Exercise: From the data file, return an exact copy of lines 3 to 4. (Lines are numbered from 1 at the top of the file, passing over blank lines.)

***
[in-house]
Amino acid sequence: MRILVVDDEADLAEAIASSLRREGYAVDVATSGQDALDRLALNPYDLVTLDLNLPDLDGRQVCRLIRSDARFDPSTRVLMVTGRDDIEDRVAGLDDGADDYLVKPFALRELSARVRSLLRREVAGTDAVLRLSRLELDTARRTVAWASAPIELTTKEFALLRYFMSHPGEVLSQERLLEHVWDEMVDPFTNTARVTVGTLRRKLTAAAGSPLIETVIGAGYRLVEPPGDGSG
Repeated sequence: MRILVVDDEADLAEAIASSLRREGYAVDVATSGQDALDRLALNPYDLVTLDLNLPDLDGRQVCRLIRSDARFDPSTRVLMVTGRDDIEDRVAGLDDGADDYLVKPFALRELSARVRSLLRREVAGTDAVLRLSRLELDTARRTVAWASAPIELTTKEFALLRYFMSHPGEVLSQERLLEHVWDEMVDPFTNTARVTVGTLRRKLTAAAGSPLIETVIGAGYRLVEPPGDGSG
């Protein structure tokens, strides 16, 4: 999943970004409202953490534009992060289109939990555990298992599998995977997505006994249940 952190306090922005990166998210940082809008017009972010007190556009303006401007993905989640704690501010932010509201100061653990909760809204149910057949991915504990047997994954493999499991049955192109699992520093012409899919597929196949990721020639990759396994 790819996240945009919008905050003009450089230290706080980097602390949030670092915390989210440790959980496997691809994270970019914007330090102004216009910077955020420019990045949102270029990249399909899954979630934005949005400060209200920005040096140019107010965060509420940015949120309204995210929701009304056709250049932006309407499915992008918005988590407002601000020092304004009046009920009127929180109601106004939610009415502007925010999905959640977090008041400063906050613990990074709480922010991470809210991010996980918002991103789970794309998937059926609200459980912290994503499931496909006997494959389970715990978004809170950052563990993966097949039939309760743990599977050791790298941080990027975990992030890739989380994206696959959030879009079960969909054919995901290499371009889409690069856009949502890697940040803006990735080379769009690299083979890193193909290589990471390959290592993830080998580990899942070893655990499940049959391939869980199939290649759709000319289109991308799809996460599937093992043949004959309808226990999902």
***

Repeated sequence: MRILVVDDEADLAEAIASSLRREGYAVDVATSGQDALDRLALNPYDLVTLDLNLPDLDGRQVCRLIRSDARFDPSTRVLMVTGRDDIEDRVAGLDDGADDYLVKPFALRELSARVRSLLRREVAGTDAVLRLSRLELDTARRTVAWASAPIELTTKEFALLRYFMSHPGEVLSQERLLEHVWDEMVDPFTNTARVTVGTLRRKLTAAAGSPLIETVIGAGYRLVEPPGDGSG
């Protein structure tokens, strides 16, 4: 999943970004409202953490534009992060289109939990555990298992599998995977997505006994249940 952190306090922005990166998210940082809008017009972010007190556009303006401007993905989640704690501010932010509201100061653990909760809204149910057949991915504990047997994954493999499991049955192109699992520093012409899919597929196949990721020639990759396994 790819996240945009919008905050003009450089230290706080980097602390949030670092915390989210440790959980496997691809994270970019914007330090102004216009910077955020420019990045949102270029990249399909899954979630934005949005400060209200920005040096140019107010965060509420940015949120309204995210929701009304056709250049932006309407499915992008918005988590407002601000020092304004009046009920009127929180109601106004939610009415502007925010999905959640977090008041400063906050613990990074709480922010991470809210991010996980918002991103789970794309998937059926609200459980912290994503499931496909006997494959389970715990978004809170950052563990993966097949039939309760743990599977050791790298941080990027975990992030890739989380994206696959959030879009079960969909054919995901290499371009889409690069856009949502890697940040803006990735080379769009690299083979890193193909290589990471390959290592993830080998580990899942070893655990499940049959391939869980199939290649759709000319289109991308799809996460599937093992043949004959309808226990999902």